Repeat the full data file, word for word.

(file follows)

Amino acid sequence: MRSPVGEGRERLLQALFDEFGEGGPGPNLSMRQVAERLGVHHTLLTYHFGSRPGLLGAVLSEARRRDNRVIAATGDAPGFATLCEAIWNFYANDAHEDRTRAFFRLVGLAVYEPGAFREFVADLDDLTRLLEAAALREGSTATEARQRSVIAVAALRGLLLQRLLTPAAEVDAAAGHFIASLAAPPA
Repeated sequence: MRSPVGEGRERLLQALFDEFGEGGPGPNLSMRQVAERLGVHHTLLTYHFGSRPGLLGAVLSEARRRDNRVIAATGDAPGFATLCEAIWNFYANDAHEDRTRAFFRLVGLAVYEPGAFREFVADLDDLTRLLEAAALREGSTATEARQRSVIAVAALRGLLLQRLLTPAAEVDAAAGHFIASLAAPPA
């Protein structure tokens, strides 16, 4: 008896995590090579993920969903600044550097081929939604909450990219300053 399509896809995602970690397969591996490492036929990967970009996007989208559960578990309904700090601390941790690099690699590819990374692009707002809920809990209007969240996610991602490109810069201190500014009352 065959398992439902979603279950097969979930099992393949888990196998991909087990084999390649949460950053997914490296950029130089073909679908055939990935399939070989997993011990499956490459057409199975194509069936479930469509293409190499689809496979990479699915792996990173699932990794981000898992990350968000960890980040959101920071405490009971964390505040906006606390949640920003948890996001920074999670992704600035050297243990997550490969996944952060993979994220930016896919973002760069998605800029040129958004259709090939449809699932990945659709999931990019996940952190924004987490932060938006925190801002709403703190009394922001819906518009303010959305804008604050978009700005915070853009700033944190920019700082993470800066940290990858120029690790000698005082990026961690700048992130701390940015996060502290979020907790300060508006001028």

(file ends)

Amino acid sequence: MRSPVGEGRERLLQALFDEFGEGGPGPNLSMRQVAERLGVHHTLLTYHFGSRPGLLGAVLSEARRRDNRVIAATGDAPGFATLCEAIWNFYANDAHEDRTRAFFRLVGLAVYEPGAFREFVADLDDLTRLLEAAALREGSTATEARQRSVIAVAALRGLLLQRLLTPAAEVDAAAGHFIASLAAPPA
Repeated sequence: MRSPVGEGRERLLQALFDEFGEGGPGPNLSMRQVAERLGVHHTLLTYHFGSRPGLLGAVLSEARRRDNRVIAATGDAPGFATLCEAIWNFYANDAHEDRTRAFFRLVGLAVYEPGAFREFVADLDDLTRLLEAAALREGSTATEARQRSVIAVAALRGLLLQRLLTPAAEVDAAAGHFIASLAAPPA
């Protein structure tokens, strides 16, 4: 008896995590090579993920969903600044550097081929939604909450990219300053 399509896809995602970690397969591996490492036929990967970009996007989208559960578990309904700090601390941790690099690699590819990374692009707002809920809990209007969240996610991602490109810069201190500014009352 065959398992439902979603279950097969979930099992393949888990196998991909087990084999390649949460950053997914490296950029130089073909679908055939990935399939070989997993011990499956490459057409199975194509069936479930469509293409190499689809496979990479699915792996990173699932990794981000898992990350968000960890980040959101920071405490009971964390505040906006606390949640920003948890996001920074999670992704600035050297243990997550490969996944952060993979994220930016896919973002760069998605800029040129958004259709090939449809699932990945659709999931990019996940952190924004987490932060938006925190801002709403703190009394922001819906518009303010959305804008604050978009700005915070853009700033944190920019700082993470800066940290990858120029690790000698005082990026961690700048992130701390940015996060502290979020907790300060508006001028």